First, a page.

Tillich’s influence and reputation appears on a spectrum. In 1966, a year after Tillich’s death, New York Times art critic Grace Glueck reported on a dinner held by the New York Society for Clinical Psychiatry. Glueck quoted an organizer of the event as saying, “[w]e’ve had everyone appear at these dinners, from Paul Tillich to Warhol…” The passing reference seems to suggest a spectrum spanning from the depth of an old standard in cultural engagement to a new, perhaps more bizarre era for the New York artistic world. If I were allowed to read a little more into the ephemeral comparison, I might sense an implicit contrast indicates a slight sense of nostalgia speedily ignored in the excitement and row of the middle sixties. Even so, a decade later, in the November 5th issue of the New York Times Gluck again mentioned Tillich as the late owner of a painting by Alfonso Ossorio featured in a New York exhibition of religious art. In a 1989, Jack Anderson wrote a review of spiritual choreography in which discussed one dance, which “…suggests humanity is forever on the brink of disaster” and presents a “’yearning for the wholly other: an ultimate reality.’” Is it surprising that Tillich, then dead for twenty-five years but whose affinity for dance was well documented, made an appearance in this context? One choreographed piece, which dealt explicitly with the problem of theodicy, prompted Anderson to include several lines from Tillich’s sermon “You Are Accepted” in his review. It is not clear whether or not the choreographers intended such a comparison, but a discussion of Tillich’s grace “’in spite of separation and estrangement’” certainly borrows Tillich’s living theological depth for an aesthetic discussion some years after his death.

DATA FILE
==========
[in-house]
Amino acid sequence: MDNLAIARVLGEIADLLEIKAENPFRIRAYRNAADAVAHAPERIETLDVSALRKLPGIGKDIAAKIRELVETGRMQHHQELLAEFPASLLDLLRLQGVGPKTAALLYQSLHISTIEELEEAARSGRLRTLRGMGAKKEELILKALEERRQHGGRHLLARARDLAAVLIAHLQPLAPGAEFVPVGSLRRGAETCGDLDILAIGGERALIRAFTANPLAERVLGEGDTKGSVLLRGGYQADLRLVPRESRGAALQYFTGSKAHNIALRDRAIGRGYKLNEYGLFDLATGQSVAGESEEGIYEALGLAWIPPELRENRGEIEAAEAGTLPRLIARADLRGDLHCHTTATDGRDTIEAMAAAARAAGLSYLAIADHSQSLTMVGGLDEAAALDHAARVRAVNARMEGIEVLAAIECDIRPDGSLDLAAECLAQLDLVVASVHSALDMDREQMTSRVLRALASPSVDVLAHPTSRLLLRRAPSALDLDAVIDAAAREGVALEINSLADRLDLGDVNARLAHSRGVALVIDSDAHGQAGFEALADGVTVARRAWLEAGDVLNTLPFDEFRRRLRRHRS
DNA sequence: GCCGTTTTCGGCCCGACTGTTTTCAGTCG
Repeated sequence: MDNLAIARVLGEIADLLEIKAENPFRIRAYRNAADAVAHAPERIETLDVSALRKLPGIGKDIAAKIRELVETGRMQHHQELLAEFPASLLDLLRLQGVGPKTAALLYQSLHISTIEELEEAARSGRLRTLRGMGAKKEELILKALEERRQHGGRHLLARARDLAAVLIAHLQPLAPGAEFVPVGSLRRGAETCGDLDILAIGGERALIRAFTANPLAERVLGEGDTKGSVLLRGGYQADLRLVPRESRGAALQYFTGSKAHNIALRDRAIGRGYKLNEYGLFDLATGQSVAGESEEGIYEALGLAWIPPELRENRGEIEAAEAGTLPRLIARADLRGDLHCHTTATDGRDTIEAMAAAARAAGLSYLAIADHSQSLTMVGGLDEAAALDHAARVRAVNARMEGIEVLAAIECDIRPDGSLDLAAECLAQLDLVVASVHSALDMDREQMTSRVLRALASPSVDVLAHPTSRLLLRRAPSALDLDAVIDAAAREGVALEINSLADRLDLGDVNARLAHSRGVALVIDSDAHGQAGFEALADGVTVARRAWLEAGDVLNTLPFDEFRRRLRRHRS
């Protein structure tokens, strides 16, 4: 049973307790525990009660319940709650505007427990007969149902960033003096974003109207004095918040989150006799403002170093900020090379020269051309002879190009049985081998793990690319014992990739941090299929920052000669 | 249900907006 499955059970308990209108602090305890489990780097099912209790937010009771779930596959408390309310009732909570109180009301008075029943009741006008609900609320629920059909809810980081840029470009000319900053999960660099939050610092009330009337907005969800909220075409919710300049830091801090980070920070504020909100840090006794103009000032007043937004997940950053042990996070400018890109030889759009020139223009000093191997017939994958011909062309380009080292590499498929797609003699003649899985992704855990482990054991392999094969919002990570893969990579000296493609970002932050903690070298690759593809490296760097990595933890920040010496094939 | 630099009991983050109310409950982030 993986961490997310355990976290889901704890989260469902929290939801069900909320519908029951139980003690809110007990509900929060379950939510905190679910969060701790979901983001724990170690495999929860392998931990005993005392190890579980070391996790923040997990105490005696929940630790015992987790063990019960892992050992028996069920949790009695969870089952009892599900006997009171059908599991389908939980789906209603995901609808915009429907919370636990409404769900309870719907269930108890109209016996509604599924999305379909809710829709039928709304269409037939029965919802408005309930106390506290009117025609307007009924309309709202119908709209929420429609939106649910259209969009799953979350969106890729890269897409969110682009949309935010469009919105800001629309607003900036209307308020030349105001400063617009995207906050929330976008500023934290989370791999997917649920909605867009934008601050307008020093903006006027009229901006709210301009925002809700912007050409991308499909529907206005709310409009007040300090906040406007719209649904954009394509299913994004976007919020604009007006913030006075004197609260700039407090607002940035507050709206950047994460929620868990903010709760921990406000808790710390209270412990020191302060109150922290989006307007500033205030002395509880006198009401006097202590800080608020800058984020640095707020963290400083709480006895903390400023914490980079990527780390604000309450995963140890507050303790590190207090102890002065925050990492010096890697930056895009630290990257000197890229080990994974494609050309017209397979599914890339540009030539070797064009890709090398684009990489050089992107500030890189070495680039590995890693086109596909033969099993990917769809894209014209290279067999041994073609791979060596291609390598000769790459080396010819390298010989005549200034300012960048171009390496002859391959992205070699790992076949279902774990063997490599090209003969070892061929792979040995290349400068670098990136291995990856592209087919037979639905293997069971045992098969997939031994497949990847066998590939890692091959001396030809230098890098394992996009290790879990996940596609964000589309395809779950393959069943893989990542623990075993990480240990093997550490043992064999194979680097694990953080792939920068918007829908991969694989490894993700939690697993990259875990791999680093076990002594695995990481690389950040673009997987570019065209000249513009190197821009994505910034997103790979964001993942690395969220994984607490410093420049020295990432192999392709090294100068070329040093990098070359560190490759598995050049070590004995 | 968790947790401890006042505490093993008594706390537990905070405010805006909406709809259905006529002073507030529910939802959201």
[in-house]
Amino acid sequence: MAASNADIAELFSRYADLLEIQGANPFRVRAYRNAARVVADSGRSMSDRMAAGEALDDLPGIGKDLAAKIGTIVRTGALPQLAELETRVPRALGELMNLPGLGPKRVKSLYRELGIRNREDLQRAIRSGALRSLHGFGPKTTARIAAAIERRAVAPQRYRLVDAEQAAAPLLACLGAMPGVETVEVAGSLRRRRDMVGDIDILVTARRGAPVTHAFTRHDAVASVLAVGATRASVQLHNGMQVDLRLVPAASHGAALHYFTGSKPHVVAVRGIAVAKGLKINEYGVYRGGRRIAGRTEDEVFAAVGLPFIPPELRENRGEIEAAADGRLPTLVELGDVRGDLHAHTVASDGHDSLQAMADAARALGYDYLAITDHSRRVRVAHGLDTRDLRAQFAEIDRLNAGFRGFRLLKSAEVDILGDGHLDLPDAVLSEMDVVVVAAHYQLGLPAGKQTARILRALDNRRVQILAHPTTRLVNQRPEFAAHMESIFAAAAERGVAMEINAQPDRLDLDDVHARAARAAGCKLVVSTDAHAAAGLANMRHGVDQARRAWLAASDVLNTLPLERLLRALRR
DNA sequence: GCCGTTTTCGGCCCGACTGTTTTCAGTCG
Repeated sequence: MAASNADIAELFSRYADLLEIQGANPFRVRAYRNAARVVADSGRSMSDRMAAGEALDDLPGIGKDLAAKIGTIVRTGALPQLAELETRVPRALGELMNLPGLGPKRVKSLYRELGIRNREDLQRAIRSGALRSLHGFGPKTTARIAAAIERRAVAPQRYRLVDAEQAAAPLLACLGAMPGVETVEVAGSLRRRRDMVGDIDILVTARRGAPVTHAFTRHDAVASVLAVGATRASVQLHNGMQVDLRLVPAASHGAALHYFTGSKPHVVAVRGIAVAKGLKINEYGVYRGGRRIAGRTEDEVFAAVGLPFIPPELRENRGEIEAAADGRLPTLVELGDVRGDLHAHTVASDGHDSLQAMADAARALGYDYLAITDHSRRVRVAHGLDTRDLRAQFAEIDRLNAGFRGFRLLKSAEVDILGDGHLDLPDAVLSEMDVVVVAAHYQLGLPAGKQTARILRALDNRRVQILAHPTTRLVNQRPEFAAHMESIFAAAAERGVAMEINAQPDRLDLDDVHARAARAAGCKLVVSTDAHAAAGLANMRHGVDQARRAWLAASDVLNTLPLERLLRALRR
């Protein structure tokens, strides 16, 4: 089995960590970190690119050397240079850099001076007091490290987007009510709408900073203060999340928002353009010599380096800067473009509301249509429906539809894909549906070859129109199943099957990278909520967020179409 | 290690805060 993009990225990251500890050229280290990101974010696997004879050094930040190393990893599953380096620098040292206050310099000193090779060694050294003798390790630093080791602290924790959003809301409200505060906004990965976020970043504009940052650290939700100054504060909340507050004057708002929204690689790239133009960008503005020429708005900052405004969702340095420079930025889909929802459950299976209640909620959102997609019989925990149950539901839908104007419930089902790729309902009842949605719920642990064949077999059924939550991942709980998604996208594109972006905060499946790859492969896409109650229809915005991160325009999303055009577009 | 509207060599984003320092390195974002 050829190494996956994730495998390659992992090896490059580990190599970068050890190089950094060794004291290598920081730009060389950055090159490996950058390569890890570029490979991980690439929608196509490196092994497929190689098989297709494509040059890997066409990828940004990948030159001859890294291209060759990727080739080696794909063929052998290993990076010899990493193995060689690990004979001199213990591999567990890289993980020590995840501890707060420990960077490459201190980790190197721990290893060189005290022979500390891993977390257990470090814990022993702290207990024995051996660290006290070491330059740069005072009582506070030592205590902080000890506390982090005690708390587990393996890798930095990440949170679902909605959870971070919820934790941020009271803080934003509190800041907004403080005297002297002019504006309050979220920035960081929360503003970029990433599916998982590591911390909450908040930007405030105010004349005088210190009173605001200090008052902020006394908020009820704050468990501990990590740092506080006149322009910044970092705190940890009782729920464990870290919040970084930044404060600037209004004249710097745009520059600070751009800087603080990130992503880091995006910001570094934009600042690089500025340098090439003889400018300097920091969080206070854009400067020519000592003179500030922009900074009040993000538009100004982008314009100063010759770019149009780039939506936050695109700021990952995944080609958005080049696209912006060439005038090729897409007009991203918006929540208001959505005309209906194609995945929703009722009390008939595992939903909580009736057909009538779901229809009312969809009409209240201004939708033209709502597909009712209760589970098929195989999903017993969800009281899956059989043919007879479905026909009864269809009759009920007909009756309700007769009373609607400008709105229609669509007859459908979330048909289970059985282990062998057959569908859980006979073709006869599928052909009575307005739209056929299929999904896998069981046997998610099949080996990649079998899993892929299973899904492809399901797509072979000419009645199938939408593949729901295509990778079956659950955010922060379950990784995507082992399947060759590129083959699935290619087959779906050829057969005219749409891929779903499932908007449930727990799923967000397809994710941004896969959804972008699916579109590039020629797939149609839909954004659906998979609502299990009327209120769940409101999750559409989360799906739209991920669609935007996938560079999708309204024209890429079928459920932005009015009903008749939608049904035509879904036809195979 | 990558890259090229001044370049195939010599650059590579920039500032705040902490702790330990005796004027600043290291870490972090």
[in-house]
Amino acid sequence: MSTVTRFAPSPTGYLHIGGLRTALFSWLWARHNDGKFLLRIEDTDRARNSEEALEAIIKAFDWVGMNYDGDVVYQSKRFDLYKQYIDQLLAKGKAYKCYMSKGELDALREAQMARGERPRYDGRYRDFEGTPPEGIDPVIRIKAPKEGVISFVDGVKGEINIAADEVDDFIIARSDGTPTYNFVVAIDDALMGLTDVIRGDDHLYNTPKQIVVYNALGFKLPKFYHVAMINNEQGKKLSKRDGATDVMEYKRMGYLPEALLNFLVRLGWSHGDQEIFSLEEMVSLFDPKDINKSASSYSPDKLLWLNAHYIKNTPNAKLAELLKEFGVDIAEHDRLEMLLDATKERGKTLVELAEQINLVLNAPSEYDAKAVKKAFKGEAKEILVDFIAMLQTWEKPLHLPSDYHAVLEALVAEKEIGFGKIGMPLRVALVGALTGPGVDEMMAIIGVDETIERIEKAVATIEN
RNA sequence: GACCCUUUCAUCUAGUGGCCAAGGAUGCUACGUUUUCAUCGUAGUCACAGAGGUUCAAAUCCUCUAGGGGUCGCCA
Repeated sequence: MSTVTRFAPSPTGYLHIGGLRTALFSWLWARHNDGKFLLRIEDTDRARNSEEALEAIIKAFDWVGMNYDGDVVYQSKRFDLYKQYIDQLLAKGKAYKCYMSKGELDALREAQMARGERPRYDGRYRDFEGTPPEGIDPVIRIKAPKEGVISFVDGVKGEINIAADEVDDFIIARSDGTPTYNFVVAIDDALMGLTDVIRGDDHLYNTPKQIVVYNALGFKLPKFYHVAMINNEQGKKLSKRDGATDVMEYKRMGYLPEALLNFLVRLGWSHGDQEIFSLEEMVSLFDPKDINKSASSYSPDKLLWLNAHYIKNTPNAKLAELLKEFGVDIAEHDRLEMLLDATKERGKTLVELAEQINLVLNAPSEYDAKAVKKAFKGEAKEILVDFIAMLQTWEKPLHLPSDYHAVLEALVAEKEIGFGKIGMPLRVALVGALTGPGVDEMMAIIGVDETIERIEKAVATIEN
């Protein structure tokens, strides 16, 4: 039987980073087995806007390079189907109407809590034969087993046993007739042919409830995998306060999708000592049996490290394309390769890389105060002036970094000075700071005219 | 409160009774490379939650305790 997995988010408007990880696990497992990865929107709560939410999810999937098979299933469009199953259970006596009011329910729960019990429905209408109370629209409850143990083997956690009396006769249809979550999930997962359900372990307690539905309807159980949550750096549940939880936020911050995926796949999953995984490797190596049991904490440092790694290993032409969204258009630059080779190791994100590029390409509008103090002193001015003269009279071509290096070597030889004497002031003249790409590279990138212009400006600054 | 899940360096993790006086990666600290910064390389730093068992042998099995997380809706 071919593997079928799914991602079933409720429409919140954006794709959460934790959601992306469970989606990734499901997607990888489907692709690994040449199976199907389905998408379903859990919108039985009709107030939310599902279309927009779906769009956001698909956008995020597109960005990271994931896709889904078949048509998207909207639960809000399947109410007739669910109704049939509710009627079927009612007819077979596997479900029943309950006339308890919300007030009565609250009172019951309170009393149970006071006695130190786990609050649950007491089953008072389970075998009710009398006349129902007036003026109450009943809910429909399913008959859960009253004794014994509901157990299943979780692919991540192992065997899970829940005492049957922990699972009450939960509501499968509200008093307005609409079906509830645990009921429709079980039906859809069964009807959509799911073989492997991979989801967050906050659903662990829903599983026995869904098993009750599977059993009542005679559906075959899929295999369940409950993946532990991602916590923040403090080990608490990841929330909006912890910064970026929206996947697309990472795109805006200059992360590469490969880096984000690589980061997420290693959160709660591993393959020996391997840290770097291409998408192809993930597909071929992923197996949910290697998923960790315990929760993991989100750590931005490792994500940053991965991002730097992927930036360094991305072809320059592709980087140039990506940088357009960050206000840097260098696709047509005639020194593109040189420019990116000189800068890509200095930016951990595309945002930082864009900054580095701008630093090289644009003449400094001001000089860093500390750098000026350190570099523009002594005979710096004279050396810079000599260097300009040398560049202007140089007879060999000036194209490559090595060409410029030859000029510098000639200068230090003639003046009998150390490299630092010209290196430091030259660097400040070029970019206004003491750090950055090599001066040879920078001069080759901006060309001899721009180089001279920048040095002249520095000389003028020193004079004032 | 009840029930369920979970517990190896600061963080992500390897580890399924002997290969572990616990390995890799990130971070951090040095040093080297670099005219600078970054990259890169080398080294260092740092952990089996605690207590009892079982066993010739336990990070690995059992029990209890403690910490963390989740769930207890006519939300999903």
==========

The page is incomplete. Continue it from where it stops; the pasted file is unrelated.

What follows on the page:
If nothing else, the fragments give a sense of Tillich’s aura within the aesthetic community. Whether or not he ever made a transition from the avant garde to the rear guard in the popular consciousness is unimportant—that there was a popular consciousness of a theologian speaking seriously on art is remarkable. To be mentioned in passing does Tillich the honor of needing no explanation. Tillich seems to have been a ‘household name’ for those aesthetically inclined. Even so, a piecemeal collection of references begs the question—are these fragments only fragments or do they represent a legitimate positive regard for Tillich in the art world? Are they simply remnants, a modern pedestal of Ozymandias preserved in library archives? Or, are these small memorials to a significant contribution? This is difficult to answer. Of course Tillich’s influence faltered once his corporeal presence left the conversation, and it is not surprising that mention of the man in the news has also slowed considerably as we approach half a century since his passing. I suspect, though, that he would not be surprised or even saddened by waning influence. He lent is voice to an existential situation, an epoch of space and time and bore no illusions about the finitude of his voice. Were he here, though, what might disappoint the man is that no other theologian since has answered the call to speak meaningfully to the artistic community.

Josh Hasler
Boston University
Fall 2010